Sneak Peak?

Here’s another common one. If you take a quick look at something you may not be supposed to, are you having a sneak peak, or a sneak peek?

The answer is, of course, a peek. Wiktionary pleasingly defines a peek as “probably a fusion of peep and keek”, having come into our language around the time of Middle English. Taking a peak, on the other hand, is generally a sign of being an accomplished mountaineer.

That said, the award for history’s most successful ‘sneak peak’ must go to Oscar Santillan, not a mountaineer by profession, but an artist. Back in 2015, he hiked England’s highest mountain – Scafell Pike – enjoying the views, and kindly removing trash from other visitors on his descent.

Nobody noticed he had chipped off and stolen the highest inch of the mountain until it appeared in an exhibit in London’s Copperfield Gallery, with a plaque reading:

“An entire nation’s height is modified and its landscape redefined by means of a single precise action.”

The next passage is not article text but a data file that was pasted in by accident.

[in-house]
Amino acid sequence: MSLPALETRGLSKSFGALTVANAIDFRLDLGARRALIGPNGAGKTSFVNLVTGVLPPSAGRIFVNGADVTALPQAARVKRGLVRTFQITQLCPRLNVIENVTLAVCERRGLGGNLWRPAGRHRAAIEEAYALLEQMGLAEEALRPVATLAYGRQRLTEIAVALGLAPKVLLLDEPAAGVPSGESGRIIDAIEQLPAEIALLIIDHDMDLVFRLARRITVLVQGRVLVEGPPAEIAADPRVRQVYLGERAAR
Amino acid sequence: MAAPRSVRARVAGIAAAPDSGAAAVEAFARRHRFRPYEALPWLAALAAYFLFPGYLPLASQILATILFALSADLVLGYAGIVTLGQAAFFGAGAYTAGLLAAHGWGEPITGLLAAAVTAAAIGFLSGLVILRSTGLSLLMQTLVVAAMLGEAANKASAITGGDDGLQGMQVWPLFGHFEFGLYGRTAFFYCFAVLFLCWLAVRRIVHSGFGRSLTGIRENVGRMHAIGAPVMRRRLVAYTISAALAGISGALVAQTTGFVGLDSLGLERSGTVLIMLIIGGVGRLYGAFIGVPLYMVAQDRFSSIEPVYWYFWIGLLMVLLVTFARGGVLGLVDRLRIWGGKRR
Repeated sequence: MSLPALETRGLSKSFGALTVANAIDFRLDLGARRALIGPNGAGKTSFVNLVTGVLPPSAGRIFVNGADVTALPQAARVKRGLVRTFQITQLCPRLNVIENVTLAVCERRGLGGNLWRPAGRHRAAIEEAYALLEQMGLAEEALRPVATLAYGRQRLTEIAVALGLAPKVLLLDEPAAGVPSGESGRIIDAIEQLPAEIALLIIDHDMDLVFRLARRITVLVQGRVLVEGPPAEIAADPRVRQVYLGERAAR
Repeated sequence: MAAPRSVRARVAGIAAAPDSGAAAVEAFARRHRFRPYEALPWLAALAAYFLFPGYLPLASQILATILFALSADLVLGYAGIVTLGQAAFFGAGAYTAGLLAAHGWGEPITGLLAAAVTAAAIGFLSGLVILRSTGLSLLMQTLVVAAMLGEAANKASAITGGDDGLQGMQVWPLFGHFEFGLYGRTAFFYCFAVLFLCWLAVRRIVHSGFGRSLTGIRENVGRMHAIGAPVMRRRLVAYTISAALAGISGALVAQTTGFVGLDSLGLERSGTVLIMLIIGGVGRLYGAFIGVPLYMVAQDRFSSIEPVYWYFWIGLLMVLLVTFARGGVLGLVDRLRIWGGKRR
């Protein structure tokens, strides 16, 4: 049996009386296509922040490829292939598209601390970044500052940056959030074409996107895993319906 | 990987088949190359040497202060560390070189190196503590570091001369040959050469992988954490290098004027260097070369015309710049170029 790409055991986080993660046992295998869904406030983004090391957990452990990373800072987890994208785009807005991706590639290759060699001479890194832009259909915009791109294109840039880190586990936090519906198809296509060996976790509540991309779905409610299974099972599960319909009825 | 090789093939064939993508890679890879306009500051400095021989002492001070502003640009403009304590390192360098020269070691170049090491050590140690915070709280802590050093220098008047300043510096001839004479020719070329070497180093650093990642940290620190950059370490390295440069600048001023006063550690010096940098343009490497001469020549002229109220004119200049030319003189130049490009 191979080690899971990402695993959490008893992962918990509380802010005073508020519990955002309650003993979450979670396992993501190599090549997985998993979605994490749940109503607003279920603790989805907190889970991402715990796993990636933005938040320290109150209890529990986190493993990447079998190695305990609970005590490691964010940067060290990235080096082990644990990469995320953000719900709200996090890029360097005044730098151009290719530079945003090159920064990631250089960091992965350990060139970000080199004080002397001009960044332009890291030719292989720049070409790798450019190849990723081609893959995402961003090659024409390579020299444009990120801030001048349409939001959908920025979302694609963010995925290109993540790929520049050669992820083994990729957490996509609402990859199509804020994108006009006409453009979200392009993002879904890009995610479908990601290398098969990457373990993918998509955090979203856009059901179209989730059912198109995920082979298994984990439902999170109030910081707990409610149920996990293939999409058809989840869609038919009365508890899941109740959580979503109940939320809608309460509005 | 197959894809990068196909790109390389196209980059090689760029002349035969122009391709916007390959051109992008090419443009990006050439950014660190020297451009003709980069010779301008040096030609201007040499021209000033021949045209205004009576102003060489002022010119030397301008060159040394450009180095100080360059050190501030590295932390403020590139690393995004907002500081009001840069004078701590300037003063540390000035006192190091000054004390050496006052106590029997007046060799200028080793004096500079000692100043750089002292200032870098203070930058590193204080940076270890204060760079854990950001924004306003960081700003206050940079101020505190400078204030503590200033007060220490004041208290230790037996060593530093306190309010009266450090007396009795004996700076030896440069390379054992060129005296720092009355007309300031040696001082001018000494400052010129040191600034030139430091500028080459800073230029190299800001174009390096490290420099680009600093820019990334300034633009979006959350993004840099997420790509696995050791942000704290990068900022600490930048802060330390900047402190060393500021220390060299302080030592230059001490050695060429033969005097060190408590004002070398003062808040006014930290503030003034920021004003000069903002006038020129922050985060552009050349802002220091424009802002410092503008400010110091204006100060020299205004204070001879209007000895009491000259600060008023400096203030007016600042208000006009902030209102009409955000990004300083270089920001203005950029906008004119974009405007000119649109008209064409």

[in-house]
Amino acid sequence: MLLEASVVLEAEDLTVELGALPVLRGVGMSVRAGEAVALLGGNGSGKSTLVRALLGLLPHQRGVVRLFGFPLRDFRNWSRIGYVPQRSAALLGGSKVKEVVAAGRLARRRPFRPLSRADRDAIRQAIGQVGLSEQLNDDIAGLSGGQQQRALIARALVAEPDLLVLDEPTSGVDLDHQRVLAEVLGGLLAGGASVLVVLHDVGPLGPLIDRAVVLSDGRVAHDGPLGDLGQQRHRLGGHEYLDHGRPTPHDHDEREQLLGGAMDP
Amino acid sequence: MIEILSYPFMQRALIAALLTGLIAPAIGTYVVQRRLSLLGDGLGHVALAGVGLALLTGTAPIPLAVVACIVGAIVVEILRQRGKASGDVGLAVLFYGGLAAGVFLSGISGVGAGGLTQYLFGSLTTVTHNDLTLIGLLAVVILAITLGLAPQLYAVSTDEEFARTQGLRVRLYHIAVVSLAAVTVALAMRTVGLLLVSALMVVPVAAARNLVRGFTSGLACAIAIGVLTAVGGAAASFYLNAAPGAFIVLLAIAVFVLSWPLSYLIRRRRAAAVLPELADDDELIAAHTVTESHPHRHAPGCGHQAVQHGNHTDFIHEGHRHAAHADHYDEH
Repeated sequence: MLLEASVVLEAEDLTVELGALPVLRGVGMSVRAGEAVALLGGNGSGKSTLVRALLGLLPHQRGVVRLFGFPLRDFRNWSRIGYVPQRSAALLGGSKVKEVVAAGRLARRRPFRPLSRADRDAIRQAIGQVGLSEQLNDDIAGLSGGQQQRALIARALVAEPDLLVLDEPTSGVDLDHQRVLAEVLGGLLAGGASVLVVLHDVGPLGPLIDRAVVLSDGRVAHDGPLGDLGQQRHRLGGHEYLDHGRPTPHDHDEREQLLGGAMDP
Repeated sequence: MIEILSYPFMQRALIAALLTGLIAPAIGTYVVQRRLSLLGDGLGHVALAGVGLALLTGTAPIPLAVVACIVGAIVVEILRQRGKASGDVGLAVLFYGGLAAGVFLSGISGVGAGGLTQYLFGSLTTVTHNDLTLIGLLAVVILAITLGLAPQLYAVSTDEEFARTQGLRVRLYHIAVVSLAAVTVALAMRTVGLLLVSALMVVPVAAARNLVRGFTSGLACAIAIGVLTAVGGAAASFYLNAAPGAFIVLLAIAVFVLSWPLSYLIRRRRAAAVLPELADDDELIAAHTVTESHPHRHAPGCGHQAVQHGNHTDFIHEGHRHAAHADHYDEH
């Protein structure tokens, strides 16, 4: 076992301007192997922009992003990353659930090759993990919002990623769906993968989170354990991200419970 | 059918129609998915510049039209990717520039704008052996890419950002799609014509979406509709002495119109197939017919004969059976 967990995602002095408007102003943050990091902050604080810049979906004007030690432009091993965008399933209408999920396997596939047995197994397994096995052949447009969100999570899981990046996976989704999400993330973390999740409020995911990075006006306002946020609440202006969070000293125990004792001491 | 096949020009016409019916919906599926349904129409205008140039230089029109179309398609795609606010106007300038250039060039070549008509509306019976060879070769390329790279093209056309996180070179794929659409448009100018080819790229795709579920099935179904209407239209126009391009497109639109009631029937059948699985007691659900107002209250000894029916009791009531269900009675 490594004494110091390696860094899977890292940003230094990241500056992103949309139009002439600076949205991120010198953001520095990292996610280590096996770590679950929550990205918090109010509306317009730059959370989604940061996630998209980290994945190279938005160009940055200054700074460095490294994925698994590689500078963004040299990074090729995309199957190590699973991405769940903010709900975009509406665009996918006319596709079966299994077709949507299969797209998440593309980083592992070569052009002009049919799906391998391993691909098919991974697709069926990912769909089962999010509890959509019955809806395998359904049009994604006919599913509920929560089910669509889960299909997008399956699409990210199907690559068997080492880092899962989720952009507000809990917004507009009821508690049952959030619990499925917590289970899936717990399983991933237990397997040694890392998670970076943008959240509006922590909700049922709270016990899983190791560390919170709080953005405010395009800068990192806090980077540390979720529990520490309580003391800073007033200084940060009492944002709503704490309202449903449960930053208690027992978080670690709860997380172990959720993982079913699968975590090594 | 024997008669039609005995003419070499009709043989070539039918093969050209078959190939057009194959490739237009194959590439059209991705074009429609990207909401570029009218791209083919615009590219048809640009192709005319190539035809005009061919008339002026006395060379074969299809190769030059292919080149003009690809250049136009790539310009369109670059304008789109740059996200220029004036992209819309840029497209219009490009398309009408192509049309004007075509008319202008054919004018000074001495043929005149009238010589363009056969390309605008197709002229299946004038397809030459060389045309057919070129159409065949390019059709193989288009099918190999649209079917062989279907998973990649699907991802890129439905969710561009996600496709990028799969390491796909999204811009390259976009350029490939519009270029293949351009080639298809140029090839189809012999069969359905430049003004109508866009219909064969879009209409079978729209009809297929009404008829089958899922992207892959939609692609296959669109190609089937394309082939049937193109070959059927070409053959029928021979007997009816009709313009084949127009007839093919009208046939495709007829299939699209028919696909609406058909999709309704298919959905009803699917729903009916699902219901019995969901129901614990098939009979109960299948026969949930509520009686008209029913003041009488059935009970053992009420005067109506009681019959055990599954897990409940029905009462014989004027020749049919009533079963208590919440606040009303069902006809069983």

Accordingly, there was an outcry – many people saw the move as vandalism, and demand for the peak’s return has been constant ever since. Speaking for Cumbria Tourism, Ian Stephens has said:

“…This is taking the Mickey and we want the top of our mountain back.”

Still, there is a chance Santillan may simply not have been sneaky enough. Suppose he had taken the peak and never told anyone. Who would have thought to re-measure the mountain for its missing inch, or make an attempt to chase after the rock thief?

Whatever your opinion on mountain theft, this is a simple way to remember how to deal with a common error. Yes, the problem may be phonetic – if you just used ea in sneak, perhaps your brain automatically wants to use it for the same sound in p-ea-k? Still, if you’re after a subtle peep or keek, you’re sneaking a peek. If you’re up a mountain with a chisel, there’s a strong chance you may be a sneaky peak thief.